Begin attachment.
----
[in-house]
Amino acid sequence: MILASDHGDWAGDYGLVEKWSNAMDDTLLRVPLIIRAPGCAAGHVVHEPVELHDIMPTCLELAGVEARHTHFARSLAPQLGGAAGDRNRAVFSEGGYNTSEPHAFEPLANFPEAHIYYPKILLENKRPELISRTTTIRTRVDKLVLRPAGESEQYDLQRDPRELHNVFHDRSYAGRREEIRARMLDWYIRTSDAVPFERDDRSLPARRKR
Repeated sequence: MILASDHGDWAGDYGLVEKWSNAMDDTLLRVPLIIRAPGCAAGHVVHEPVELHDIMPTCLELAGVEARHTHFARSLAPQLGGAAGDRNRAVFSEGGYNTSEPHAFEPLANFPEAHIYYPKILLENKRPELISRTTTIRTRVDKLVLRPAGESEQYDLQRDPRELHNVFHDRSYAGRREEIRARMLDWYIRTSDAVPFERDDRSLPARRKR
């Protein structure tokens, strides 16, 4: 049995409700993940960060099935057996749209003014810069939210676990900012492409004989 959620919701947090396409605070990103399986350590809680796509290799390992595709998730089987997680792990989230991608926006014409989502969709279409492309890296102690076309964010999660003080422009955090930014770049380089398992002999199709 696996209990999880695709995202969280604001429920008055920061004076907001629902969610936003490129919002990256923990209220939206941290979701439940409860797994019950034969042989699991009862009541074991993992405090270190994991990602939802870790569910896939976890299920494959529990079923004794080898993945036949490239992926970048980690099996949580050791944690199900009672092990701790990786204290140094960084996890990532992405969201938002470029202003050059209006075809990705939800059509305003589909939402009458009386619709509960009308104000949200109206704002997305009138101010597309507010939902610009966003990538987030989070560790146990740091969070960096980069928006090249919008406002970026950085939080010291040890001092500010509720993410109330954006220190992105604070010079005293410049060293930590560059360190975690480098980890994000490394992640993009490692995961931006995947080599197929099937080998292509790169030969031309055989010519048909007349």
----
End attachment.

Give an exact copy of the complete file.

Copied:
[in-house]
Amino acid sequence: MILASDHGDWAGDYGLVEKWSNAMDDTLLRVPLIIRAPGCAAGHVVHEPVELHDIMPTCLELAGVEARHTHFARSLAPQLGGAAGDRNRAVFSEGGYNTSEPHAFEPLANFPEAHIYYPKILLENKRPELISRTTTIRTRVDKLVLRPAGESEQYDLQRDPRELHNVFHDRSYAGRREEIRARMLDWYIRTSDAVPFERDDRSLPARRKR
Repeated sequence: MILASDHGDWAGDYGLVEKWSNAMDDTLLRVPLIIRAPGCAAGHVVHEPVELHDIMPTCLELAGVEARHTHFARSLAPQLGGAAGDRNRAVFSEGGYNTSEPHAFEPLANFPEAHIYYPKILLENKRPELISRTTTIRTRVDKLVLRPAGESEQYDLQRDPRELHNVFHDRSYAGRREEIRARMLDWYIRTSDAVPFERDDRSLPARRKR
């Protein structure tokens, strides 16, 4: 049995409700993940960060099935057996749209003014810069939210676990900012492409004989 959620919701947090396409605070990103399986350590809680796509290799390992595709998730089987997680792990989230991608926006014409989502969709279409492309890296102690076309964010999660003080422009955090930014770049380089398992002999199709 696996209990999880695709995202969280604001429920008055920061004076907001629902969610936003490129919002990256923990209220939206941290979701439940409860797994019950034969042989699991009862009541074991993992405090270190994991990602939802870790569910896939976890299920494959529990079923004794080898993945036949490239992926970048980690099996949580050791944690199900009672092990701790990786204290140094960084996890990532992405969201938002470029202003050059209006075809990705939800059509305003589909939402009458009386619709509960009308104000949200109206704002997305009138101010597309507010939902610009966003990538987030989070560790146990740091969070960096980069928006090249919008406002970026950085939080010291040890001092500010509720993410109330954006220190992105604070010079005293410049060293930590560059360190975690480098980890994000490394992640993009490692995961931006995947080599197929099937080998292509790169030969031309055989010519048909007349």